Throughout the 2022 season, fans got to learn about players’ vaccination status. This was accomplished via games in Toronto. Visiting players were required to be vaccinated against Covid-19 to enter Canada. Most teams had most of their players vaccinated, with generally just a couple players having to stay behind and miss their team’s series. Philadelphia held the lead with four players that could not make the trip. That is, until the Royals trip came along.
Kansas City’s series in Toronto was scheduled for July 14-17, their last before the All-Star break. It was speculated that a sizable contingent of Royals would not make the trip. That speculation turned out to be true as the Royals blew away the Phillies with a whopping ten players who were not vaccinated. That’s almost 40% of the active roster that included over half the starting lineup, two bench players, 40% of the starting rotation, and a key reliever. Several of these players gave their reasoning for not getting vaccinated, with answers ranging from terse to insulting. Whit Merrifield’s comments were a particular slap in the face that upset many fans.
On the bright side, with ten roster spots to fill, call-ups had to be made. This gave players such as Brewer Hicklen and Freddy Fermin a chance to get some big league reps that they otherwise may not have received. It was also a bit of a preview for how the roster would look after the trade deadline, as several of the players expected to be moved were among the unvaccinated. While the Royals dropped three of four in the series, it felt like something of a turning point in the season.
August 2: The trade deadline
It was more of a slow burn trade season for the Royals. They kicked things off with the aforementioned Santana trade and then made another significant move on July 27, sending Andrew Benintendi to the Yankees. More trades seemed imminent, yet come deadline day, only marginal moves had been made. Consternation grew as morning turned to afternoon. Fears brewed that the Royals were done. But the Royals beat the buzzer, trading Whit Merrifield to Toronto and Cam Gallagher to San Diego. While Kansas City did not deal all their tradable veterans, they did have a more active deadline than usual.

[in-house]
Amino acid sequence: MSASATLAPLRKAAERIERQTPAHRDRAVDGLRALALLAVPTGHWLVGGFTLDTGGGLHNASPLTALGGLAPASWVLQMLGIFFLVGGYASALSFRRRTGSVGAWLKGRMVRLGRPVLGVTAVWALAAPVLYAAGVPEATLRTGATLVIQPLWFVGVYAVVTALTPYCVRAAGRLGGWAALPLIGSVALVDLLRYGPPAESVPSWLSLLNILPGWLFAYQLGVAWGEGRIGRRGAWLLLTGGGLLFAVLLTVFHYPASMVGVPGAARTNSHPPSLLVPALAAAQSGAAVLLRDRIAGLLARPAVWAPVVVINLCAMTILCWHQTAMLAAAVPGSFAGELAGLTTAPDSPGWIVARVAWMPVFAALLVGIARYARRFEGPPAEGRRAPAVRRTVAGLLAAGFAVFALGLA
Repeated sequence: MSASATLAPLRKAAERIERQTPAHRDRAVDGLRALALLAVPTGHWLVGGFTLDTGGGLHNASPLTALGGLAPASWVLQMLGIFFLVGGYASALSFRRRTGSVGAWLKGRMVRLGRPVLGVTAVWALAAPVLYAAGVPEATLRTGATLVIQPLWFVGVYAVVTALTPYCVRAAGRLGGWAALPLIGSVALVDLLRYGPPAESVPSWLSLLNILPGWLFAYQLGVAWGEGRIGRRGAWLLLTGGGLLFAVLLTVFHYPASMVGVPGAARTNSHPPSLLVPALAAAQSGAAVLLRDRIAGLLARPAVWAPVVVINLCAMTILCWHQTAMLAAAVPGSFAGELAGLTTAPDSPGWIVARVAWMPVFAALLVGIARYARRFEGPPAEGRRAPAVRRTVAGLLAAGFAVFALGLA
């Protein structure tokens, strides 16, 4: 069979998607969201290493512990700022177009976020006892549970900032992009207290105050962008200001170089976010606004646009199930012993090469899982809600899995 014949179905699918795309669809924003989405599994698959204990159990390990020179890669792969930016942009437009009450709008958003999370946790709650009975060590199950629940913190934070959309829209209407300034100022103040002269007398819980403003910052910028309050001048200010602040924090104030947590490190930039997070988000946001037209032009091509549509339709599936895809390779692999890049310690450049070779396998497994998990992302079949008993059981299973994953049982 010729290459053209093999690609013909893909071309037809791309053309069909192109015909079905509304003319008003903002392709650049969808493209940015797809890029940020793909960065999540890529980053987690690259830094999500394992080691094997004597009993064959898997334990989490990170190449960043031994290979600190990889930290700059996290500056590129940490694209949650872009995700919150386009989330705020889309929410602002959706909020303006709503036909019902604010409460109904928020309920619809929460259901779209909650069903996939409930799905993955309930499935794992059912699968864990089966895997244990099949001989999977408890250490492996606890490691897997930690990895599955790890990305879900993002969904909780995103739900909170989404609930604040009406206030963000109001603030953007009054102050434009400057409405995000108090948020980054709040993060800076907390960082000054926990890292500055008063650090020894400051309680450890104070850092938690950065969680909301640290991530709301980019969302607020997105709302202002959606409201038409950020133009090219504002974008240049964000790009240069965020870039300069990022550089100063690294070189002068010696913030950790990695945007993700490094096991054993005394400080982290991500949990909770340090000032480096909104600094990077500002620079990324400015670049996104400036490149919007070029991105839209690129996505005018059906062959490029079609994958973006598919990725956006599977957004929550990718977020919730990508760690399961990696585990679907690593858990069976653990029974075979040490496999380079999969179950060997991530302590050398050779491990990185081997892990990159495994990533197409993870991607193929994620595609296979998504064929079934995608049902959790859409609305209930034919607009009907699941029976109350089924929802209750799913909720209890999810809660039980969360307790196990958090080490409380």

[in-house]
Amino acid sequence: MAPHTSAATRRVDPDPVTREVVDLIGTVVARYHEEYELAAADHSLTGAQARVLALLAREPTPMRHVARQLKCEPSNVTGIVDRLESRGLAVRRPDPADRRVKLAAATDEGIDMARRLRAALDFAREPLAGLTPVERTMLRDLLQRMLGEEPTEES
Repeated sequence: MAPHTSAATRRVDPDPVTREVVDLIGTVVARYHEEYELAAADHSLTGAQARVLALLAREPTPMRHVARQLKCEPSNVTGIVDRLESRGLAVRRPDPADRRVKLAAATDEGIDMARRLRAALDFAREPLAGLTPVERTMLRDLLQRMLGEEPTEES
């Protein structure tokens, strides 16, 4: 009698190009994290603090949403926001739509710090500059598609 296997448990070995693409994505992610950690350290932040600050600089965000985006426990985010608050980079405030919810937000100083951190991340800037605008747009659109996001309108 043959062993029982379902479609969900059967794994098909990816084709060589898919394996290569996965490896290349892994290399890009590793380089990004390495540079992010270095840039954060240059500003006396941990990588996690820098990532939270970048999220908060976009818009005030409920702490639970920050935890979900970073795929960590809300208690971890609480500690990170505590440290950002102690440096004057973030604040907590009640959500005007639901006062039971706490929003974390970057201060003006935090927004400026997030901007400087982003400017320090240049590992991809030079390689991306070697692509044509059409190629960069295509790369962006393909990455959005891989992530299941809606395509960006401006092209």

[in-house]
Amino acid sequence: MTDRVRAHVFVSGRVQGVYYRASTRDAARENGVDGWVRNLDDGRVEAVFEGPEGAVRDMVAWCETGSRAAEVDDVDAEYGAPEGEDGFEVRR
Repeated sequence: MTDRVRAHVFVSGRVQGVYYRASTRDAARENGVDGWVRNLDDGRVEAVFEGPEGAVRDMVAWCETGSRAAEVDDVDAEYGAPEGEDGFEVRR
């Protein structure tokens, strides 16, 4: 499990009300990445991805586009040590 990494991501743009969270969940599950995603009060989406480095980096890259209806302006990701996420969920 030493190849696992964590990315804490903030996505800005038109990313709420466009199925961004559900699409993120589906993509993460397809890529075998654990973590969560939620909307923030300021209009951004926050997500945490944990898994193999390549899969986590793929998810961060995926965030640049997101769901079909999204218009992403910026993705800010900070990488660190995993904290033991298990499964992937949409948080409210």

With several veteran pieces off-loaded, the roster looked much different over the last two months. Playing time opened up for numerous younger players, including Nick Pratto, Edward Olivares, Michael Massey, and Nate Eaton. While the results weren’t always pretty, for the first time in this
rebuild reload liminal phase (?), the Royals committed to playing the youth.
August 23: Jonathan Heasley ralphs
This one does not require explanation:
September 21: Dayton Moore is fired
I never thought I’d live to see the day. Perhaps it’s just recency bias, but it sure feels like this was the biggest thing to happen with the Royals this year. The firing came on the heels of an article from The Athletic that detailed the pitching development woes of the organization. Moore was asked about this article and took the opportunity to lash out at journalists and insult the intelligence of fans. We’ll likely never know just how much of an impact this specific incident had on the decision, but the timing was notable. For the first time in over 16 years, somebody besides Dayton Moore is calling the shots in Kansas City’s front office.
September 25: The biggest comeback of the year
There was a time when making comebacks was the thing for the Royals. That was not the case this season. The Royals didn’t come back to win a game that they trailed by at least three runs until September 20. It took 67 tries to pull off a comeback. A few days later, they pulled off a comeback of epic proportions.
In their last home game of the season, with one out in the sixth inning, Kansas City trailed the Seattle Mariners 11-2. By the time the third out of the inning was recorded, the Royals led 13-11. They would go on to win 13-12. In the span of 2 outs, an 11-2 lead had turned into a 13-11 deficit. After Pasquantino’s leadoff strikeout, Fangraphs gave Seattle a 99.7% chance to win this game. But the thing about odds like that is that sometimes, the 0.3% chance happens. Some fun notes:
• The final tally: 13 baserunners, 11 runs, three outs recorded. And remember, all those baserunners came after the first out had been recorded.
• The 9-run comeback tied the largest comeback in Royals history with a June 15, 1979 game against Milwaukee
• It was the largest comeback for any team since Washington came back from a nine-run deficit against Miami on July 5, 2018.
• This was the first time KC had scored 11 or more runs in an inning since September 9, 2004 against Detroit.
• The Royals had only scored 11 or more runs in a full game four other times this season.
It was a tough season for the Royals, but that doesn’t mean it was uneventful. What will you remember most from this season of Royals baseball?
What will you remember most about the 2022 Royals?
This poll is closed
Bobby Witt Jr.’s debut
Santana out, Pasquantino up
The Toronto Roadtrip
Jonathan Heasley ralphing